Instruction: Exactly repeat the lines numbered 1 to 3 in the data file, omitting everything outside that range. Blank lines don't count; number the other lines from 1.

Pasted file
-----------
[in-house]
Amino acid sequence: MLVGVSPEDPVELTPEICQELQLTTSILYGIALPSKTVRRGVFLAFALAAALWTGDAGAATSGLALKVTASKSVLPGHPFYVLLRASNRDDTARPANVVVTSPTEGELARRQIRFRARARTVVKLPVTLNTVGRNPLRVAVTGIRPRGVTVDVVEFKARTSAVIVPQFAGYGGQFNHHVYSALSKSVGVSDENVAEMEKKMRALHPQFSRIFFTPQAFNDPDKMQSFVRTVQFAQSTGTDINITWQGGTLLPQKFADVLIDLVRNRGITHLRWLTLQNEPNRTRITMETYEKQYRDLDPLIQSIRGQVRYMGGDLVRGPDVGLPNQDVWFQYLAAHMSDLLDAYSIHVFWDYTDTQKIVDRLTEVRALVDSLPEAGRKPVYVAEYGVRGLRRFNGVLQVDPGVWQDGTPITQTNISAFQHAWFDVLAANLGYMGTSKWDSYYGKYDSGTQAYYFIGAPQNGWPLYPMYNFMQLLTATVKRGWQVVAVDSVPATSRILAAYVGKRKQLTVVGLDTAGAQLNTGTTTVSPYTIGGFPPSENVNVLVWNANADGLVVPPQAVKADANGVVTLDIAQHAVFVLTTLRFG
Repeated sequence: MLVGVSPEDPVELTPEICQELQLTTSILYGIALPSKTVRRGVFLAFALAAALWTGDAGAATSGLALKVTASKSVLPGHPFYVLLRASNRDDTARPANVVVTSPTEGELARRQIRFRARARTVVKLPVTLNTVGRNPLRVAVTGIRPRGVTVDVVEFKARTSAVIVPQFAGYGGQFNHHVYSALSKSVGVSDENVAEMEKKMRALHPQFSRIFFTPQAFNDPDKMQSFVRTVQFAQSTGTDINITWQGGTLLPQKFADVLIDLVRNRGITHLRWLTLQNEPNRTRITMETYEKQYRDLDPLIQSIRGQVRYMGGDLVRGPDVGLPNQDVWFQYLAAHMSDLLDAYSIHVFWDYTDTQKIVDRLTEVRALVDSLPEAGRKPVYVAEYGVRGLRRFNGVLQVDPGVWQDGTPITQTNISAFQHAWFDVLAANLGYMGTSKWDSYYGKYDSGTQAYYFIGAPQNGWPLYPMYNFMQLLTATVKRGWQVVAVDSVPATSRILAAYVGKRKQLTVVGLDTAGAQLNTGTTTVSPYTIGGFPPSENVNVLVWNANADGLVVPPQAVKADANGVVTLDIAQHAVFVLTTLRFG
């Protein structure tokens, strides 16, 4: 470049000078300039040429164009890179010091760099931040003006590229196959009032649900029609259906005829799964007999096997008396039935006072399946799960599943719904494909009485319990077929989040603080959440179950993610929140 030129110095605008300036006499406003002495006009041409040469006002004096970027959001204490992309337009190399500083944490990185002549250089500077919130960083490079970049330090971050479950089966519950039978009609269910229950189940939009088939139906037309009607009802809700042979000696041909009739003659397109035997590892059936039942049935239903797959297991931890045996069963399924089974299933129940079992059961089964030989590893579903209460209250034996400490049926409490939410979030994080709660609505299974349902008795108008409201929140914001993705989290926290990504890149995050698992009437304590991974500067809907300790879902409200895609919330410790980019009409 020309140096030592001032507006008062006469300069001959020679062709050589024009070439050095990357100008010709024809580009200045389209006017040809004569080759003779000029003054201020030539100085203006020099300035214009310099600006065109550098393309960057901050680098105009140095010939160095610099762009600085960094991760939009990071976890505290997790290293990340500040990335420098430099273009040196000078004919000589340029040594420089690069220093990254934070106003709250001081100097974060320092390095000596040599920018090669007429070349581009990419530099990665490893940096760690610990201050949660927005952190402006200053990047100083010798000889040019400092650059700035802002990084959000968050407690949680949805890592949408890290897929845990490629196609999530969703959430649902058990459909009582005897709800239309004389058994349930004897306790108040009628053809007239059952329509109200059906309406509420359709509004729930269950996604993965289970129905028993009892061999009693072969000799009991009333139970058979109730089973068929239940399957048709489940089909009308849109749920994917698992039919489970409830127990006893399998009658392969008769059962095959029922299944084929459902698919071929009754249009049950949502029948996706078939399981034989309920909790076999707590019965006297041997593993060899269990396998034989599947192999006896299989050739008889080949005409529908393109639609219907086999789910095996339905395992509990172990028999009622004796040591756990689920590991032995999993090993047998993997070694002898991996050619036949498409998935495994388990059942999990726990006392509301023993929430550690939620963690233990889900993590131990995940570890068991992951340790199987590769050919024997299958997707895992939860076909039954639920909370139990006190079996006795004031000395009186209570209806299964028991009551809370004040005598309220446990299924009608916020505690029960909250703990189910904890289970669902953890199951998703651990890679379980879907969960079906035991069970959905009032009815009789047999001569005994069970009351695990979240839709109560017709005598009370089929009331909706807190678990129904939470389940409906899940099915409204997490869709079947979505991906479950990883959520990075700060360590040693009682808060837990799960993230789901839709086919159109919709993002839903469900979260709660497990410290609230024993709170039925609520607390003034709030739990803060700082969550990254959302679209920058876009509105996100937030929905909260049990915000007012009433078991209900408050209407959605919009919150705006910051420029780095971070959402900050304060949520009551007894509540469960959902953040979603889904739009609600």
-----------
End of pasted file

[in-house]
Amino acid sequence: MLVGVSPEDPVELTPEICQELQLTTSILYGIALPSKTVRRGVFLAFALAAALWTGDAGAATSGLALKVTASKSVLPGHPFYVLLRASNRDDTARPANVVVTSPTEGELARRQIRFRARARTVVKLPVTLNTVGRNPLRVAVTGIRPRGVTVDVVEFKARTSAVIVPQFAGYGGQFNHHVYSALSKSVGVSDENVAEMEKKMRALHPQFSRIFFTPQAFNDPDKMQSFVRTVQFAQSTGTDINITWQGGTLLPQKFADVLIDLVRNRGITHLRWLTLQNEPNRTRITMETYEKQYRDLDPLIQSIRGQVRYMGGDLVRGPDVGLPNQDVWFQYLAAHMSDLLDAYSIHVFWDYTDTQKIVDRLTEVRALVDSLPEAGRKPVYVAEYGVRGLRRFNGVLQVDPGVWQDGTPITQTNISAFQHAWFDVLAANLGYMGTSKWDSYYGKYDSGTQAYYFIGAPQNGWPLYPMYNFMQLLTATVKRGWQVVAVDSVPATSRILAAYVGKRKQLTVVGLDTAGAQLNTGTTTVSPYTIGGFPPSENVNVLVWNANADGLVVPPQAVKADANGVVTLDIAQHAVFVLTTLRFG
Repeated sequence: MLVGVSPEDPVELTPEICQELQLTTSILYGIALPSKTVRRGVFLAFALAAALWTGDAGAATSGLALKVTASKSVLPGHPFYVLLRASNRDDTARPANVVVTSPTEGELARRQIRFRARARTVVKLPVTLNTVGRNPLRVAVTGIRPRGVTVDVVEFKARTSAVIVPQFAGYGGQFNHHVYSALSKSVGVSDENVAEMEKKMRALHPQFSRIFFTPQAFNDPDKMQSFVRTVQFAQSTGTDINITWQGGTLLPQKFADVLIDLVRNRGITHLRWLTLQNEPNRTRITMETYEKQYRDLDPLIQSIRGQVRYMGGDLVRGPDVGLPNQDVWFQYLAAHMSDLLDAYSIHVFWDYTDTQKIVDRLTEVRALVDSLPEAGRKPVYVAEYGVRGLRRFNGVLQVDPGVWQDGTPITQTNISAFQHAWFDVLAANLGYMGTSKWDSYYGKYDSGTQAYYFIGAPQNGWPLYPMYNFMQLLTATVKRGWQVVAVDSVPATSRILAAYVGKRKQLTVVGLDTAGAQLNTGTTTVSPYTIGGFPPSENVNVLVWNANADGLVVPPQAVKADANGVVTLDIAQHAVFVLTTLRFG